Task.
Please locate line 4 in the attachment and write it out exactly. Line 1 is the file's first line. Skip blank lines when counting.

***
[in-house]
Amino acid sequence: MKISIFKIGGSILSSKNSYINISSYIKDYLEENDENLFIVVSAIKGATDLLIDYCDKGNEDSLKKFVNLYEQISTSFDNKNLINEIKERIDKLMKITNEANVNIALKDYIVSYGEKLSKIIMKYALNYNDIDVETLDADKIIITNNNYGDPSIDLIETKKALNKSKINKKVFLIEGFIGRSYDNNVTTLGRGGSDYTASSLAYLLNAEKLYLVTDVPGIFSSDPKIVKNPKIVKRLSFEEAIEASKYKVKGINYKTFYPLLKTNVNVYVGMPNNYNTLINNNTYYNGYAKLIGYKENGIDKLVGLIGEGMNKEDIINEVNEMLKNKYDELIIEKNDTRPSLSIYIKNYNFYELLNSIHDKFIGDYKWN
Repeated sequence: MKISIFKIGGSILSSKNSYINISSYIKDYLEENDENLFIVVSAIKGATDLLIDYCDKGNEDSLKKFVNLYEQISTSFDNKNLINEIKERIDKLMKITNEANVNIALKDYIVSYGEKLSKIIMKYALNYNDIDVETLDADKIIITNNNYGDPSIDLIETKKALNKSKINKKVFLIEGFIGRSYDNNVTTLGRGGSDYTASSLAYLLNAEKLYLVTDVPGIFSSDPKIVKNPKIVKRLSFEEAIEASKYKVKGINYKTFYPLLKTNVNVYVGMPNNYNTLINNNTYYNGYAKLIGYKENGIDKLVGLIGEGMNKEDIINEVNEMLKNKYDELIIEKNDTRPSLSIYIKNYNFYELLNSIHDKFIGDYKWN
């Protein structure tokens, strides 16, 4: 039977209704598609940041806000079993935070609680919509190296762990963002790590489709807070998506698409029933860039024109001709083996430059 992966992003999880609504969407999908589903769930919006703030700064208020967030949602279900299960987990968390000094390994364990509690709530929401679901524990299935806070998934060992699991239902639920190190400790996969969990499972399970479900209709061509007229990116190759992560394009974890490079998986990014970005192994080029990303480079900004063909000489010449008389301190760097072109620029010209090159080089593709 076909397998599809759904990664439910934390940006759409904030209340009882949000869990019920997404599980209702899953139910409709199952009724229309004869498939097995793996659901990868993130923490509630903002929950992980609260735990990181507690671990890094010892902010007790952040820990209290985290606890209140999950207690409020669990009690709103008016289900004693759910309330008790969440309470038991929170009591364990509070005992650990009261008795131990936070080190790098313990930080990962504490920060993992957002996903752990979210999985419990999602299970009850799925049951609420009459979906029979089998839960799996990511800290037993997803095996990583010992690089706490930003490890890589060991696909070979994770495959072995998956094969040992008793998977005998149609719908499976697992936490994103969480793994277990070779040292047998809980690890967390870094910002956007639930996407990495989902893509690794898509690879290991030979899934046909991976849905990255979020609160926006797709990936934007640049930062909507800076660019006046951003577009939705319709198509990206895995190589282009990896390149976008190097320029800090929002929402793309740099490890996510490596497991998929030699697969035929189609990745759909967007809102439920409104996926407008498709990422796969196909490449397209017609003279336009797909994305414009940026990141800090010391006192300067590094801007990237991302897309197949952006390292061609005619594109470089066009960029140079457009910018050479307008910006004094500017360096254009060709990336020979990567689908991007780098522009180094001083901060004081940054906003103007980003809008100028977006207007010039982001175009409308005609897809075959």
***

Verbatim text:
């Protein structure tokens, strides 16, 4: 039977209704598609940041806000079993935070609680919509190296762990963002790590489709807070998506698409029933860039024109001709083996430059 992966992003999880609504969407999908589903769930919006703030700064208020967030949602279900299960987990968390000094390994364990509690709530929401679901524990299935806070998934060992699991239902639920190190400790996969969990499972399970479900209709061509007229990116190759992560394009974890490079998986990014970005192994080029990303480079900004063909000489010449008389301190760097072109620029010209090159080089593709 076909397998599809759904990664439910934390940006759409904030209340009882949000869990019920997404599980209702899953139910409709199952009724229309004869498939097995793996659901990868993130923490509630903002929950992980609260735990990181507690671990890094010892902010007790952040820990209290985290606890209140999950207690409020669990009690709103008016289900004693759910309330008790969440309470038991929170009591364990509070005992650990009261008795131990936070080190790098313990930080990962504490920060993992957002996903752990979210999985419990999602299970009850799925049951609420009459979906029979089998839960799996990511800290037993997803095996990583010992690089706490930003490890890589060991696909070979994770495959072995998956094969040992008793998977005998149609719908499976697992936490994103969480793994277990070779040292047998809980690890967390870094910002956007639930996407990495989902893509690794898509690879290991030979899934046909991976849905990255979020609160926006797709990936934007640049930062909507800076660019006046951003577009939705319709198509990206895995190589282009990896390149976008190097320029800090929002929402793309740099490890996510490596497991998929030699697969035929189609990745759909967007809102439920409104996926407008498709990422796969196909490449397209017609003279336009797909994305414009940026990141800090010391006192300067590094801007990237991302897309197949952006390292061609005619594109470089066009960029140079457009910018050479307008910006004094500017360096254009060709990336020979990567689908991007780098522009180094001083901060004081940054906003103007980003809008100028977006207007010039982001175009409308005609897809075959």